If J. Alan Goggins’ life were a track and field event, it would definitely be the hurdles. And Goggins would be a world-class hurdler.
Goggins recently completed his postdoctoral research and has landed a postdoctoral fellowship at Merck Pharmaceuticals, where he will work with the company’s vaccine bioanalytics team. He’s come a long way since flunking out of community college 11 years ago, and he credits his success to WCU.
His story is an inspiring one, one that sprouted at WCU and now has firm roots in Cullowhee. But it began in the eastern part of the state. Goggins was born in Fayetteville. With his father serving in the military, Goggins transferred schools 17 times before settling into high school in Harnett County.
“It had its ups and downs in a lot of ways,” Goggins said. “I felt like, in the long run, it ended up being a positive experience for me. It made me a little bit more of an extrovert. I think I’m more naturally an introvert. I went to one school like two weeks before I transferred. If I didn’t want to eat lunch by myself, I had to learn how to make friends fast.”
Being Hispanic, it was an adjustment for Goggins to move to rural Harnett County, where at times it was difficult fitting in with locals. It was his first taste of feeling like a minority.
“The mindset was a little bit different,” Goggins said. “That was probably the first time in my life that I had a hard time getting along with everybody and figuring things out and kind of integrating into that social network. It took some adjustment for me to kind of figure out how things worked and to make friends. Ultimately, I feel like that was still a positive experience because it did teach me a lot about people who are different than I am and how to get along with them, and how to understand and appreciate their perspective.”
The importance of an education was instilled in Goggins at an early age. While neither of his parents had college degrees, they knew what it meant for their son’s opportunities in life. His father gave him two choices after graduation – go to college or join the military. For Goggins, it was an easy decision. He was going to college.
He wanted to be a doctor. He was always interested in science and he wanted to do something that put him in position to help people. That led to his interest in medicine.
His college journey began at East Carolina University, where he was a pre-med biology major. Prior to his freshman year, Goggins gave himself pep talks. He was going to be super-focused. He wasn’t going to party. He was going to be all about hitting the books. That line of thinking didn’t make it to his first class.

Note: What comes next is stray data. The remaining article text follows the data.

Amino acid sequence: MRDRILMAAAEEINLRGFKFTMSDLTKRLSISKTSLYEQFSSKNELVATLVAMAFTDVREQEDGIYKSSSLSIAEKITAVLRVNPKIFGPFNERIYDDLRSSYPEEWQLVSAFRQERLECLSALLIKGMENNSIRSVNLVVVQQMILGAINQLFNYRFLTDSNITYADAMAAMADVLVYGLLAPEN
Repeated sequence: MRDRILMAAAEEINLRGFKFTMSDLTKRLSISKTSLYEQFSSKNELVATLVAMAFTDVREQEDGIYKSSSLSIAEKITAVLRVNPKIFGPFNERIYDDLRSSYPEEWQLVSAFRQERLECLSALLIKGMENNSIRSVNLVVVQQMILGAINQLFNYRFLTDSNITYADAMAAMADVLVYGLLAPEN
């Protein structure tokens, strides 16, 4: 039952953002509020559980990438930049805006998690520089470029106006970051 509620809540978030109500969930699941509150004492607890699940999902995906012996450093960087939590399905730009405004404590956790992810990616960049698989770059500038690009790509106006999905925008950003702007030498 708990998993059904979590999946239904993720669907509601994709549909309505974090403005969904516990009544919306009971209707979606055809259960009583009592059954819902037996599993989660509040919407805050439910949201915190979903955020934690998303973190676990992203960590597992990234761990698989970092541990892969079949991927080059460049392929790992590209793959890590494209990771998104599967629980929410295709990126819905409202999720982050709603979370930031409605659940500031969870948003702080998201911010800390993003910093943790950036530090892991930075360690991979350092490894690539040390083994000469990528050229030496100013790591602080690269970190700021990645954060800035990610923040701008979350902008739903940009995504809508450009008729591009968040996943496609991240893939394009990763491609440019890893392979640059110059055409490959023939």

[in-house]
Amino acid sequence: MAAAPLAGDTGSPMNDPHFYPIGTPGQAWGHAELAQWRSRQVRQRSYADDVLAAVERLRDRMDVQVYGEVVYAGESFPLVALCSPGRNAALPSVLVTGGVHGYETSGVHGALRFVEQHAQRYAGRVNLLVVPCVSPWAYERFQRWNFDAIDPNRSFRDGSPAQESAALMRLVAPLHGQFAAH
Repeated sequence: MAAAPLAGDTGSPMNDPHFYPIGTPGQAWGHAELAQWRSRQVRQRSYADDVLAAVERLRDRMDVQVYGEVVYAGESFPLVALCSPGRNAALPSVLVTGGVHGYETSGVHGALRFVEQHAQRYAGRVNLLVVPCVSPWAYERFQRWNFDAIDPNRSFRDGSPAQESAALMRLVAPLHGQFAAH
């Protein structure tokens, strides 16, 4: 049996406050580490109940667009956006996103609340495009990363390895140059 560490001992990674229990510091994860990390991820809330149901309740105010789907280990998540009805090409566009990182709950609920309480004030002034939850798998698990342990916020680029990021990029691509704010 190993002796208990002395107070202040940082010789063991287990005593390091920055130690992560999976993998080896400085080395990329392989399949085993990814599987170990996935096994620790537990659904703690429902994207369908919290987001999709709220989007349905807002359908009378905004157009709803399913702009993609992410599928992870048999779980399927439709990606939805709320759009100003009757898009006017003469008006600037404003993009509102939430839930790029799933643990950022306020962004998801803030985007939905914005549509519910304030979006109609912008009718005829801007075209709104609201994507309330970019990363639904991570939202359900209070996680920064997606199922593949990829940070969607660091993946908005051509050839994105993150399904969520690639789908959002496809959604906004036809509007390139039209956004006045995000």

Being a first-generation student with no one to lean on for advice, Goggins quickly learned that being in college and on your own came with a host of distractions, and those distractions got the best of him. To make matters worse, by the end of his freshman year, his father was diagnosed with brain cancer. Goggins left ECU to return home and be close to his family while his father went through his treatments.
“It also really forced me to be more responsible and more mature about the decisions I was making,” Goggins said. “But at a point, it all started to kind of click. I had messed up. I had thrown away this opportunity. I needed to continue to work hard to try to make sure that I could get an education, so I started going to community college.”
Goggins began pursuing a nursing degree. He worked a 12-hour shift at a local hospital before going to class. After a two-year battle with brain cancer, Goggins’ father passed. The loss was hard on Goggins and he wound up flunking out of nursing school.
It was shortly afterward that his girlfriend of two years, Bessie Dietrich, was finishing up her bachelor’s degree at WCU. During the commencement in 2006, while sitting in the Ramsey Activity Center with Dietrich’s family, Goggins listened attentively to the commencement speaker’s speech.
“It was a student who was actually blind and talked about his struggles and the things he had to overcome, and Western gave him that opportunity,” Goggins said. “It was pretty inspiring to me. It was a low point in my life, but to see him overcome his challenges, I knew that I had to go back to school.”
Shortly after his girlfriend's graduation, the two got married. They both talked about returning to school and, on their honeymoon, they submitted applications to WCU - Bessie for her master’s and Goggins to finish his bachelor’s degree.
“Going to Western, that was the best decision I’ve made in my life, hands-down,” Goggins said. “I went there with this renewed focus. I didn’t have any distractions in my life anymore. I had a real sense of purpose and Western gave me an opportunity to really thrive. I loved the culture there. I loved the classrooms. I loved the teachers. I loved the fact it was small enough to where you could actually interact with your professors. I kind of hit my stride. I had a 4.0 my first year up there.”
But during his stride, another hurdle appeared. Goggins was attempting to get into WCU’s nursing program, but wasn’t accepted because of the grades that led to him flunking out of community college.
“After all of this, after coming here and doing so well and getting that 4.0, finding my focus, I was like, ‘How can this be happening?’ ”
Goggins met with his academic adviser, Tracy Zontek, who recommended he transition into the Environmental Health Program, which would allow him to still be involved in the health sciences. His doing so coincided with associate professor Brian Byrd coming to WCU. Byrd was looking for someone to help set up his laboratory, and Goggins qualified through the work-study program.